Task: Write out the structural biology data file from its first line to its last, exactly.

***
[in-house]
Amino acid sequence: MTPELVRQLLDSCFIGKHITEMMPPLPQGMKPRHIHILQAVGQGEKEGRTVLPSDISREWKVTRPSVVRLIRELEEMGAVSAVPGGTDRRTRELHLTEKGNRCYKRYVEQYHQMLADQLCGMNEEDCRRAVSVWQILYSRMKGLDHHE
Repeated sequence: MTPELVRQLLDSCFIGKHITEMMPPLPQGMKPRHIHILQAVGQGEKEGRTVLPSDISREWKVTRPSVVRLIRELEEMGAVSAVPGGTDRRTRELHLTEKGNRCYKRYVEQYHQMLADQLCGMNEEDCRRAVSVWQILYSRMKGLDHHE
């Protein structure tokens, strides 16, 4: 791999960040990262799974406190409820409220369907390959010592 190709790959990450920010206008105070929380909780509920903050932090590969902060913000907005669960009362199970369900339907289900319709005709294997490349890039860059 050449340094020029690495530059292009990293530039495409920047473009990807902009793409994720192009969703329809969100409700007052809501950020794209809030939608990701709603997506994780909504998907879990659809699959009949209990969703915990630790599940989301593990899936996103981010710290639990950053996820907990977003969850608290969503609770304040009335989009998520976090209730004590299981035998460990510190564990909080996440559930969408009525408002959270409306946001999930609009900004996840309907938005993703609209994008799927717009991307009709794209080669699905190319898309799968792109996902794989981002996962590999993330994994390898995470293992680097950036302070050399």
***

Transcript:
[in-house]
Amino acid sequence: MTPELVRQLLDSCFIGKHITEMMPPLPQGMKPRHIHILQAVGQGEKEGRTVLPSDISREWKVTRPSVVRLIRELEEMGAVSAVPGGTDRRTRELHLTEKGNRCYKRYVEQYHQMLADQLCGMNEEDCRRAVSVWQILYSRMKGLDHHE
Repeated sequence: MTPELVRQLLDSCFIGKHITEMMPPLPQGMKPRHIHILQAVGQGEKEGRTVLPSDISREWKVTRPSVVRLIRELEEMGAVSAVPGGTDRRTRELHLTEKGNRCYKRYVEQYHQMLADQLCGMNEEDCRRAVSVWQILYSRMKGLDHHE
């Protein structure tokens, strides 16, 4: 791999960040990262799974406190409820409220369907390959010592 190709790959990450920010206008105070929380909780509920903050932090590969902060913000907005669960009362199970369900339907289900319709005709294997490349890039860059 050449340094020029690495530059292009990293530039495409920047473009990807902009793409994720192009969703329809969100409700007052809501950020794209809030939608990701709603997506994780909504998907879990659809699959009949209990969703915990630790599940989301593990899936996103981010710290639990950053996820907990977003969850608290969503609770304040009335989009998520976090209730004590299981035998460990510190564990909080996440559930969408009525408002959270409306946001999930609009900004996840309907938005993703609209994008799927717009991307009709794209080669699905190319898309799968792109996902794989981002996962590999993330994994390898995470293992680097950036302070050399």